- This is why when it comes to sakuga, I care about its application in a given work, rather than counting it as a work with above-average visual quality. Back in Kase-san and Morning Glories, things between Yui and Tomoko stablise enough such that Yui becomes confident enough to invite Tomoko over to visit. It marks a first for the pair and shows that spending time with Tomoko has made her a little more confident than she’d been before, enough to take the initiative and have Tomoko over.
- Although Tomoko is presented as being cool, confident and composed, it turns that even she can feel embarrassment. Here, after she lets slip that she was counting on a maps app, she suddenly blushes and falls silent – doubtlessly, Tomoko had been trying to contain her excitement for the moment and appear dependable to Yui. This moment brings to mind the age-old stereotype that men never ask for directions or rely on maps, and as it turns out, this has nothing to do with visual-spatial coordination and is more of a matter of pride for some folks.
- Yui had been quite nervous about Tomoka visiting her, and spends a bit of time cleaning her room up so it looks spotless. This effort impresses Tomoka so thoroughly that her heart flutters. The pair enjoy the cakes that Tomoka’s brought – she yields her strawberry to Yui, who, like K-On!‘s Yui, believes that the strawberry is the heart and soul of a cake. The symbolism here is simple enough; Tomoka loves Yui enough to give her the strawberry as a sign of the extent of her feelings.
- Once the cakes are cleared away, Kase-san and Morning Glories‘ most heart-pounding moment occurs; Tomoka desires to take her relationship with Yui to the next level, and while Yui isn’t sure of what Tomoka means by this, she decides to go forwards. Had things gone all the way through, Kase-san and Morning Glories wouldn’t be family-friendly, although by this point in time, longtime readers will probably have guessed that I would talk about things anyways. Before anything can happen, the phone rings, defusing all of the tension in the moment and releasing it via comedy.
- The next segment of Kase-san and Morning Glories is set on the girls’ class trip to Okinawa. The class trip is a classic part of anime, either taking students to the historical streets of Kyoto or the tropical beaches of Okinawa. The choice seems entirely based on what an anime seeks to convey, and Okinawa appears to provide a very carefree locale for everyone. By comparison, the amount of history in Kyoto makes for a much more introspective experience.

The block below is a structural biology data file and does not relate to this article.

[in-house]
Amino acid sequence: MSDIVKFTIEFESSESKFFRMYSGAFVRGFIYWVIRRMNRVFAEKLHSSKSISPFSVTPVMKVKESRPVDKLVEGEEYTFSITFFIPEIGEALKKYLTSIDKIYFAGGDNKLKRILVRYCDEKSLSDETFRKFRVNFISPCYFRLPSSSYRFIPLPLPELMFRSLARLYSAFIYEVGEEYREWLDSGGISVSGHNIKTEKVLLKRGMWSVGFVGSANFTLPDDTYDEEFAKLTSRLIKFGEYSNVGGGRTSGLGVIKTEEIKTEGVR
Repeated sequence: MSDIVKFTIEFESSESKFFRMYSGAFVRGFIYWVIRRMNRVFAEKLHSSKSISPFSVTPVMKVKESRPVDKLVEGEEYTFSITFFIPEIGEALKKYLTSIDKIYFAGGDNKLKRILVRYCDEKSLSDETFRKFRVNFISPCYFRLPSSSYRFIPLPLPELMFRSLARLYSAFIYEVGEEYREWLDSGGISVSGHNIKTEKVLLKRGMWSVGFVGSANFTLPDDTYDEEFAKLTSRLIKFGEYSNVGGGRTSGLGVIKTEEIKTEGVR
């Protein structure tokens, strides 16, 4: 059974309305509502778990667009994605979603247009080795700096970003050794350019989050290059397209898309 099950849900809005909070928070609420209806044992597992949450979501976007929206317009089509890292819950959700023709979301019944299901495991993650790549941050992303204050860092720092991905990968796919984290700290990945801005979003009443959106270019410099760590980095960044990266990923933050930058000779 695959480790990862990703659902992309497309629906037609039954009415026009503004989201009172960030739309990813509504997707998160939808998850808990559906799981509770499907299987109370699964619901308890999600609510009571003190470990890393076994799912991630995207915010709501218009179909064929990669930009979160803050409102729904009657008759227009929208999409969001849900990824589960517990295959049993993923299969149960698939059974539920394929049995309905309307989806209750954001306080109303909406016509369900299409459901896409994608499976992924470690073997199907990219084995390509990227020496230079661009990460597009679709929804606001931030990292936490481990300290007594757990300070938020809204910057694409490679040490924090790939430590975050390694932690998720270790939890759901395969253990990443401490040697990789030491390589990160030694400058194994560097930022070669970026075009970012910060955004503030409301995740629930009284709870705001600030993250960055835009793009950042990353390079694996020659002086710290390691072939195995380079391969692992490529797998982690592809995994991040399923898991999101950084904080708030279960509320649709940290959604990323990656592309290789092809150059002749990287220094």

- Yui’s best friend, Mikawa, had initially opposed Yui’s relationship with Tomoka, but over time, came to be quite accepting of things – by the Okinawa trip, she’s more than happy to photograph the happy couple, and accompany them as they shop for souvenirs. Because Kase-san and Morning Glories is an adaptation of the manga, some elements seen the manga are simplified or omitted. Some of these would’ve been helpful in providing viewers with more of a background as to how things between Tomoka and Yui unfolded, but on the whole, I felt that Kase-san and Morning Glories did a satisfactory job of how the pair’s relationship progressed.
- I completely relate to Mikawa here: one of my favourite things about being on vacation is the fact that hotel beds are always so comfortable; having an entire queen-sized bed to oneself is incredible, and it feels as though I’m on a cloud when I sleep. Ever since the move, I’ve been enjoying this particular luxury, and although I tend to sleep on the side of the bed closer to the alarm clock, being able to spread out makes for an especially relaxing sleep. Similarly, while we’ve now had nearly two consecutive weeks’ worth of heat warnings, the presence of air conditioning has been a blessing: home feels like a hotel.